Member options can 'materially' cut time and costs on road to buyout

UK defined benefit (DB) pension scheme buyout costs could be reduced by as much as £100bn by offering a clear range of options to members, potentially cutting the timeline to reach buyout by around three years, analysis from Hymans Robertson has revealed.

The firm argued that member options could provide “huge value” for both DB schemes and their members, warning that many DB schemes are taking longer to reach their final point by not considering the role of member option exercises.

Indeed, the analysis suggested that, where pension schemes are more proactive in providing increased choice to members, the benefits in terms of both the time and cost to reaching buyout can be “materially reduced”, with schemes exposed to less risk for a shorter period of time, to the benefit of both members and trustees.

The analysis was based on the value of member options across the UK DB universe, and considered the impact of offering a range of options, including early retirement, pensions increase exchange (PIE), bridging pensions and transfer values.

However, Hymans Robertson head of member options, Ryan Markham, emphasised that whilst the analysis has used the UK DB universe to highlight the "significant" value member options can hold, the relative value at an individual scheme level will “also be significant”.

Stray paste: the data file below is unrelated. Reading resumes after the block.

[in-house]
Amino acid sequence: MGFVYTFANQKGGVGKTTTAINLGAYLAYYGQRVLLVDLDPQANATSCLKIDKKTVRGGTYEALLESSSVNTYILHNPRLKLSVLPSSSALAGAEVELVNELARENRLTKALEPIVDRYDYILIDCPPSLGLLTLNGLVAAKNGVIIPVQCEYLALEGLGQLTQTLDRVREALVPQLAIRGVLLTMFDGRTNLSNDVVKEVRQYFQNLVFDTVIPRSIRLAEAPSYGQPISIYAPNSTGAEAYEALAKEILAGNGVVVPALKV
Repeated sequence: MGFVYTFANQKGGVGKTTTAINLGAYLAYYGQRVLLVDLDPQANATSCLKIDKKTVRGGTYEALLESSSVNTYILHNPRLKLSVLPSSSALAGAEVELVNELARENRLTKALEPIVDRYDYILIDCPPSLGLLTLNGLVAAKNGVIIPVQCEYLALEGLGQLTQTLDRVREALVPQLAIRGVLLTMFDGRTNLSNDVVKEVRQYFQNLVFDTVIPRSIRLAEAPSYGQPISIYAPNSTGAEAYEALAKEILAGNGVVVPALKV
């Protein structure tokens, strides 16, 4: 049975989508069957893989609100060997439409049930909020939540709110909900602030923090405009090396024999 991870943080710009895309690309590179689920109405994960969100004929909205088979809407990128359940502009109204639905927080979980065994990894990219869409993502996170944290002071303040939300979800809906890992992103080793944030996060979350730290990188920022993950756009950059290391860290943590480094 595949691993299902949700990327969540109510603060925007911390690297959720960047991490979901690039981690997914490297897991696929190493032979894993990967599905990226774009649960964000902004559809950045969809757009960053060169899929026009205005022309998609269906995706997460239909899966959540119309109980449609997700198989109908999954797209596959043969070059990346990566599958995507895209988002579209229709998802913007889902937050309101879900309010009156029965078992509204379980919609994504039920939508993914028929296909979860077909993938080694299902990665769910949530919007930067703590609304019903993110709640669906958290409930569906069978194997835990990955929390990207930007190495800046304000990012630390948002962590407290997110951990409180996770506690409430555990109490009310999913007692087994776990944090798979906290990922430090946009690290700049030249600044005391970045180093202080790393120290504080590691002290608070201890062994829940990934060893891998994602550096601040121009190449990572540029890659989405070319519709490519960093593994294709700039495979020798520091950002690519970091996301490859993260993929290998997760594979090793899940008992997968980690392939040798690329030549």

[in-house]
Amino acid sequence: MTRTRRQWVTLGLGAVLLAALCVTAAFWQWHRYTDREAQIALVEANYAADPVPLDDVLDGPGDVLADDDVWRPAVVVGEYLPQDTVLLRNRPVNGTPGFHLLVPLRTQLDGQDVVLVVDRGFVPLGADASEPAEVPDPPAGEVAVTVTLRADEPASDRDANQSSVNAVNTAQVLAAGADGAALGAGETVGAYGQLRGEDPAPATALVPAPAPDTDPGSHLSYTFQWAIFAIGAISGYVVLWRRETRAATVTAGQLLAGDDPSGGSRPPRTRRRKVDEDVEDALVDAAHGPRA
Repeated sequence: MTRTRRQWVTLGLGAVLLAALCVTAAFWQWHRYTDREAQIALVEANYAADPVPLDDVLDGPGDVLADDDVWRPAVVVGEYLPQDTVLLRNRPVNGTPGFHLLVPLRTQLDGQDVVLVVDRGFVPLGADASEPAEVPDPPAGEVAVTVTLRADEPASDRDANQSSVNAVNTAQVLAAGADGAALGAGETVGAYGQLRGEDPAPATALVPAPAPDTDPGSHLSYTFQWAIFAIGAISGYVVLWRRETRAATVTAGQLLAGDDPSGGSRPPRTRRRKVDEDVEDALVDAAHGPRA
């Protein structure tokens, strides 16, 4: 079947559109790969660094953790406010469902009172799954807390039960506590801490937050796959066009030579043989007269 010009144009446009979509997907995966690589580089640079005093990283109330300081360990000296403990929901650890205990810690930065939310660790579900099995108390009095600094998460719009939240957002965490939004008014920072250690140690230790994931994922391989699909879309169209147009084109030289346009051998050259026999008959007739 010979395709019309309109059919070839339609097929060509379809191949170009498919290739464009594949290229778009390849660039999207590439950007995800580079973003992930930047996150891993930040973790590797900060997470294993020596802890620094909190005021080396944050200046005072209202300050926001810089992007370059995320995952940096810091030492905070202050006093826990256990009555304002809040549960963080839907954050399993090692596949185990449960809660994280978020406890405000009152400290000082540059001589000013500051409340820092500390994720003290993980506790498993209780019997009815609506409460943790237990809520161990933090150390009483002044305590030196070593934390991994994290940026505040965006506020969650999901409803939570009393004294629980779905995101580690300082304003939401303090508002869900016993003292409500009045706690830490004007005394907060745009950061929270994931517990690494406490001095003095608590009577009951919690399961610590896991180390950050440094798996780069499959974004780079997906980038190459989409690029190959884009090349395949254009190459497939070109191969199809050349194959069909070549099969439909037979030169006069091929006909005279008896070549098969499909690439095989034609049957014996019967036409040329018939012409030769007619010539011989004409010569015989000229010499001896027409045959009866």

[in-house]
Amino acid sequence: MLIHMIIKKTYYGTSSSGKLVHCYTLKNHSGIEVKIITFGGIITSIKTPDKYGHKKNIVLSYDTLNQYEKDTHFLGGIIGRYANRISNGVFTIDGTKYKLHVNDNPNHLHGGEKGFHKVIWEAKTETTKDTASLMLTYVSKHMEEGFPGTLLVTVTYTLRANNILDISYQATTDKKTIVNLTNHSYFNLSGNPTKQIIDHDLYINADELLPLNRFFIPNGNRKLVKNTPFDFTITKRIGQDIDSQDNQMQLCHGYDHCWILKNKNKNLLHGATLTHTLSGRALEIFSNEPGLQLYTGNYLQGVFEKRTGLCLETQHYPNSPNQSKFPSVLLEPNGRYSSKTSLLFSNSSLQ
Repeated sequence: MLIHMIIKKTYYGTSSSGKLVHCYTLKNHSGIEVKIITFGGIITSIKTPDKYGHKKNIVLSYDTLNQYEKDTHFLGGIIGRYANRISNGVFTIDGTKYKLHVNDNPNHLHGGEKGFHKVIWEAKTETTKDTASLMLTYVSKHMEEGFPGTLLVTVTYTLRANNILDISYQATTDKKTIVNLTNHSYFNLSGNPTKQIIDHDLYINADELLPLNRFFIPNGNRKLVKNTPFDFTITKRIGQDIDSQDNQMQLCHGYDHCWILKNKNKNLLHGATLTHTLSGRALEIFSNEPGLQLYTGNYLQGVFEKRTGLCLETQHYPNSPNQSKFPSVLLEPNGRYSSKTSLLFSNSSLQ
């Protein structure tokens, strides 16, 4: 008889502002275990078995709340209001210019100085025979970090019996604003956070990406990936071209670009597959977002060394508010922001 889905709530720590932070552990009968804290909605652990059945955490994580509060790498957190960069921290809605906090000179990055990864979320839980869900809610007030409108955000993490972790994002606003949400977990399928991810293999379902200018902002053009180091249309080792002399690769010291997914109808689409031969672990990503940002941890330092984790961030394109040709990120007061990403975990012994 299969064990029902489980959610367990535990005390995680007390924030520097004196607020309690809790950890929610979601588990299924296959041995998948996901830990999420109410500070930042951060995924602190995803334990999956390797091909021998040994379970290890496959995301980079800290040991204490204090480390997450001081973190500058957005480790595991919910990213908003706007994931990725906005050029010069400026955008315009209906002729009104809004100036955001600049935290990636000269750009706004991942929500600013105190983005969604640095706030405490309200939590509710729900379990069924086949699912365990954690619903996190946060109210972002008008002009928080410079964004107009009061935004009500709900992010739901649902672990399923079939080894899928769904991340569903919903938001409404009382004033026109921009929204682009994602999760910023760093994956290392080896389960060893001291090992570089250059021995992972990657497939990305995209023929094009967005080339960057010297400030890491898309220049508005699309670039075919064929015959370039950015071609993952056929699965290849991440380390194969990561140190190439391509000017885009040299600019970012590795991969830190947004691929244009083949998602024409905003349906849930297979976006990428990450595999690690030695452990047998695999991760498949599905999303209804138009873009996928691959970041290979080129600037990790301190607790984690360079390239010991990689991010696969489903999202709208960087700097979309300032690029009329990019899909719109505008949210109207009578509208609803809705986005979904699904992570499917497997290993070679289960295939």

“Importantly this isn’t all about transfer values,” he explained, continuing: “There are a range of in scheme options including PIE and bridging pensions which have significant value to members but could also benefit the scheme’s journey plan.

“By giving members increased choice within the scheme it may mean that they can access their benefits sooner, and in a different shape, which will better meet their needs, whilst not presenting them with an all or nothing decision like a transfer value.

"As well as being attractive to members, especially in the current high inflation environment, these options can have material savings against the cost of securing the standard scheme benefits with an insurer.”

“A good member options strategy is about providing valuable choice based on the specifics of a scheme’s members, communicating that choice well and providing members with trusted support they can turn to in order to support better decision making.

"Done well, this has significant benefits for members and their scheme.”

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